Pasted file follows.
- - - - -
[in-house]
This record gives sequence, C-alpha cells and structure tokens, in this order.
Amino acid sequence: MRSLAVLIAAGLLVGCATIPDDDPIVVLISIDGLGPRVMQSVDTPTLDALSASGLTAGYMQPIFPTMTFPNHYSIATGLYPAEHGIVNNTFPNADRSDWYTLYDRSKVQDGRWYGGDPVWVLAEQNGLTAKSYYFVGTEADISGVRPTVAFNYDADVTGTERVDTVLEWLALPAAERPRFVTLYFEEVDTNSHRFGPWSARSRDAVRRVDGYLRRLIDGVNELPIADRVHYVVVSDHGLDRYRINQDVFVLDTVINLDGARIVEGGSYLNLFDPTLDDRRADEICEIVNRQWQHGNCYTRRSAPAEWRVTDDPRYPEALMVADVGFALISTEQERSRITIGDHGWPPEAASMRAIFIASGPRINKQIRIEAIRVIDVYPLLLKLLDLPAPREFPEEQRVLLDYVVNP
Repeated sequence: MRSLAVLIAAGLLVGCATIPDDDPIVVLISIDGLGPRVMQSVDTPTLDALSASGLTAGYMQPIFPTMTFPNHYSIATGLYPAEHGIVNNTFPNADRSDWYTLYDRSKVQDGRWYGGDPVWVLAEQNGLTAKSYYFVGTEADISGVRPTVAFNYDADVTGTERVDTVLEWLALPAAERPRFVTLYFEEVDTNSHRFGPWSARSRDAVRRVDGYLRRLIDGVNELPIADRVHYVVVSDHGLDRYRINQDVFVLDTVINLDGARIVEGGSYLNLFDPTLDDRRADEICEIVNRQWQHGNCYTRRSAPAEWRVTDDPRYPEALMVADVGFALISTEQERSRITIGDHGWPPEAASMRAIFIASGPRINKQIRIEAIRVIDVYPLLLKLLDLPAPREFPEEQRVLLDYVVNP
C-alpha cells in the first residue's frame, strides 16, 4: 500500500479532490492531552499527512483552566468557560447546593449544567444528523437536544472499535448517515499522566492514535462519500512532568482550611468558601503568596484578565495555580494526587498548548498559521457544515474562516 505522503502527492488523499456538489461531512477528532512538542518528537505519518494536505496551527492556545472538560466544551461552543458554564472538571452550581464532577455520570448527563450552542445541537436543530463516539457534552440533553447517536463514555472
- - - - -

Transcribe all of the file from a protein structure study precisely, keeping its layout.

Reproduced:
[in-house]
This record gives sequence, C-alpha cells and structure tokens, in this order.
Amino acid sequence: MRSLAVLIAAGLLVGCATIPDDDPIVVLISIDGLGPRVMQSVDTPTLDALSASGLTAGYMQPIFPTMTFPNHYSIATGLYPAEHGIVNNTFPNADRSDWYTLYDRSKVQDGRWYGGDPVWVLAEQNGLTAKSYYFVGTEADISGVRPTVAFNYDADVTGTERVDTVLEWLALPAAERPRFVTLYFEEVDTNSHRFGPWSARSRDAVRRVDGYLRRLIDGVNELPIADRVHYVVVSDHGLDRYRINQDVFVLDTVINLDGARIVEGGSYLNLFDPTLDDRRADEICEIVNRQWQHGNCYTRRSAPAEWRVTDDPRYPEALMVADVGFALISTEQERSRITIGDHGWPPEAASMRAIFIASGPRINKQIRIEAIRVIDVYPLLLKLLDLPAPREFPEEQRVLLDYVVNP
Repeated sequence: MRSLAVLIAAGLLVGCATIPDDDPIVVLISIDGLGPRVMQSVDTPTLDALSASGLTAGYMQPIFPTMTFPNHYSIATGLYPAEHGIVNNTFPNADRSDWYTLYDRSKVQDGRWYGGDPVWVLAEQNGLTAKSYYFVGTEADISGVRPTVAFNYDADVTGTERVDTVLEWLALPAAERPRFVTLYFEEVDTNSHRFGPWSARSRDAVRRVDGYLRRLIDGVNELPIADRVHYVVVSDHGLDRYRINQDVFVLDTVINLDGARIVEGGSYLNLFDPTLDDRRADEICEIVNRQWQHGNCYTRRSAPAEWRVTDDPRYPEALMVADVGFALISTEQERSRITIGDHGWPPEAASMRAIFIASGPRINKQIRIEAIRVIDVYPLLLKLLDLPAPREFPEEQRVLLDYVVNP
C-alpha cells in the first residue's frame, strides 16, 4: 500500500479532490492531552499527512483552566468557560447546593449544567444528523437536544472499535448517515499522566492514535462519500512532568482550611468558601503568596484578565495555580494526587498548548498559521457544515474562516 505522503502527492488523499456538489461531512477528532512538542518528537505519518494536505496551527492556545472538560466544551461552543458554564472538571452550581464532577455520570448527563450552542445541537436543530463516539457534552440533553447517536463514555472